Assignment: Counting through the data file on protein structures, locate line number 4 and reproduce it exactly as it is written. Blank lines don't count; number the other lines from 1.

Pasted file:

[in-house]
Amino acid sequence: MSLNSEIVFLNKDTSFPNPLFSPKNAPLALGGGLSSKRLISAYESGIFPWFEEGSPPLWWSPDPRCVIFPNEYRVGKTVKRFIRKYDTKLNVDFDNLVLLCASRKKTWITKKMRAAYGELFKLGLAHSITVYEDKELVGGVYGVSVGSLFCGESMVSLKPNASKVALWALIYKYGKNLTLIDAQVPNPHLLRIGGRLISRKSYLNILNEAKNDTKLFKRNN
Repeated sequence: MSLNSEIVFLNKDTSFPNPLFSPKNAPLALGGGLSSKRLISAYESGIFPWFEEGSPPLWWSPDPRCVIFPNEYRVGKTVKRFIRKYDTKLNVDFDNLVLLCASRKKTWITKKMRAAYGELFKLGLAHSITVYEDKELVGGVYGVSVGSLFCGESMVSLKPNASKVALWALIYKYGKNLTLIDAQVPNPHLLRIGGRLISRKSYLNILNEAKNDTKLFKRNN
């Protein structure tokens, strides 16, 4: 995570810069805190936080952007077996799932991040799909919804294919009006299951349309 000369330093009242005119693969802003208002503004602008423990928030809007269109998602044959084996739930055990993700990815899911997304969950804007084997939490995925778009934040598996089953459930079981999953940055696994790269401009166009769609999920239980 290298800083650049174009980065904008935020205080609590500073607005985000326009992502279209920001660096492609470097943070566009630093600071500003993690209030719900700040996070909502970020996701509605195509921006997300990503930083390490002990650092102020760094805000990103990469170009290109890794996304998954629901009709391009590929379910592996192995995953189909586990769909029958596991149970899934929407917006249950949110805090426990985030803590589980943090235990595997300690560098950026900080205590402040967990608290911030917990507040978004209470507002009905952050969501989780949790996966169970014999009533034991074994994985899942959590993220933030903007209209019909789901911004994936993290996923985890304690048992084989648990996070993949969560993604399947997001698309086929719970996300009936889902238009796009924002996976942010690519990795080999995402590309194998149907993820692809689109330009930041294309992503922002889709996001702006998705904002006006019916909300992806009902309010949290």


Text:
């Protein structure tokens, strides 16, 4: 995570810069805190936080952007077996799932991040799909919804294919009006299951349309 000369330093009242005119693969802003208002503004602008423990928030809007269109998602044959084996739930055990993700990815899911997304969950804007084997939490995925778009934040598996089953459930079981999953940055696994790269401009166009769609999920239980 290298800083650049174009980065904008935020205080609590500073607005985000326009992502279209920001660096492609470097943070566009630093600071500003993690209030719900700040996070909502970020996701509605195509921006997300990503930083390490002990650092102020760094805000990103990469170009290109890794996304998954629901009709391009590929379910592996192995995953189909586990769909029958596991149970899934929407917006249950949110805090426990985030803590589980943090235990595997300690560098950026900080205590402040967990608290911030917990507040978004209470507002009905952050969501989780949790996966169970014999009533034991074994994985899942959590993220933030903007209209019909789901911004994936993290996923985890304690048992084989648990996070993949969560993604399947997001698309086929719970996300009936889902238009796009924002996976942010690519990795080999995402590309194998149907993820692809689109330009930041294309992503922002889709996001702006998705904002006006019916909300992806009902309010949290």